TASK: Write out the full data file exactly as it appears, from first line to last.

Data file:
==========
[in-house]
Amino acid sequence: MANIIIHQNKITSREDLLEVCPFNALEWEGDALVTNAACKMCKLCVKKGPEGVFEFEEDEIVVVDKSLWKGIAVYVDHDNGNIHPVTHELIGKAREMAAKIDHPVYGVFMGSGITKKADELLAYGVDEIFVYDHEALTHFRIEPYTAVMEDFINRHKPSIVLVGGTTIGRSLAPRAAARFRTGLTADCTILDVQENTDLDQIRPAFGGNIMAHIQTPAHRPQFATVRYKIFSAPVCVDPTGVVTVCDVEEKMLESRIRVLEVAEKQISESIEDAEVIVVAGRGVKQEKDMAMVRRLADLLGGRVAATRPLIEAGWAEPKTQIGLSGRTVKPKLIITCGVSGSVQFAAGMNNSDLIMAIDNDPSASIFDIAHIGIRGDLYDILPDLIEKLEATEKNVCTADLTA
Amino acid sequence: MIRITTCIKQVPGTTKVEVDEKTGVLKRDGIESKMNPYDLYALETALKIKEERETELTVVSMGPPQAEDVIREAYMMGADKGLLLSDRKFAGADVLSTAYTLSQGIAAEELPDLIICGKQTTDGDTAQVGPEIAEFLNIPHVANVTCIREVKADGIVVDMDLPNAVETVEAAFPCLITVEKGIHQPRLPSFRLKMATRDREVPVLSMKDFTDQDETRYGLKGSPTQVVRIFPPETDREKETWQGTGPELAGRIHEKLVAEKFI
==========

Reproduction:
[in-house]
Amino acid sequence: MANIIIHQNKITSREDLLEVCPFNALEWEGDALVTNAACKMCKLCVKKGPEGVFEFEEDEIVVVDKSLWKGIAVYVDHDNGNIHPVTHELIGKAREMAAKIDHPVYGVFMGSGITKKADELLAYGVDEIFVYDHEALTHFRIEPYTAVMEDFINRHKPSIVLVGGTTIGRSLAPRAAARFRTGLTADCTILDVQENTDLDQIRPAFGGNIMAHIQTPAHRPQFATVRYKIFSAPVCVDPTGVVTVCDVEEKMLESRIRVLEVAEKQISESIEDAEVIVVAGRGVKQEKDMAMVRRLADLLGGRVAATRPLIEAGWAEPKTQIGLSGRTVKPKLIITCGVSGSVQFAAGMNNSDLIMAIDNDPSASIFDIAHIGIRGDLYDILPDLIEKLEATEKNVCTADLTA
Amino acid sequence: MIRITTCIKQVPGTTKVEVDEKTGVLKRDGIESKMNPYDLYALETALKIKEERETELTVVSMGPPQAEDVIREAYMMGADKGLLLSDRKFAGADVLSTAYTLSQGIAAEELPDLIICGKQTTDGDTAQVGPEIAEFLNIPHVANVTCIREVKADGIVVDMDLPNAVETVEAAFPCLITVEKGIHQPRLPSFRLKMATRDREVPVLSMKDFTDQDETRYGLKGSPTQVVRIFPPETDREKETWQGTGPELAGRIHEKLVAEKFI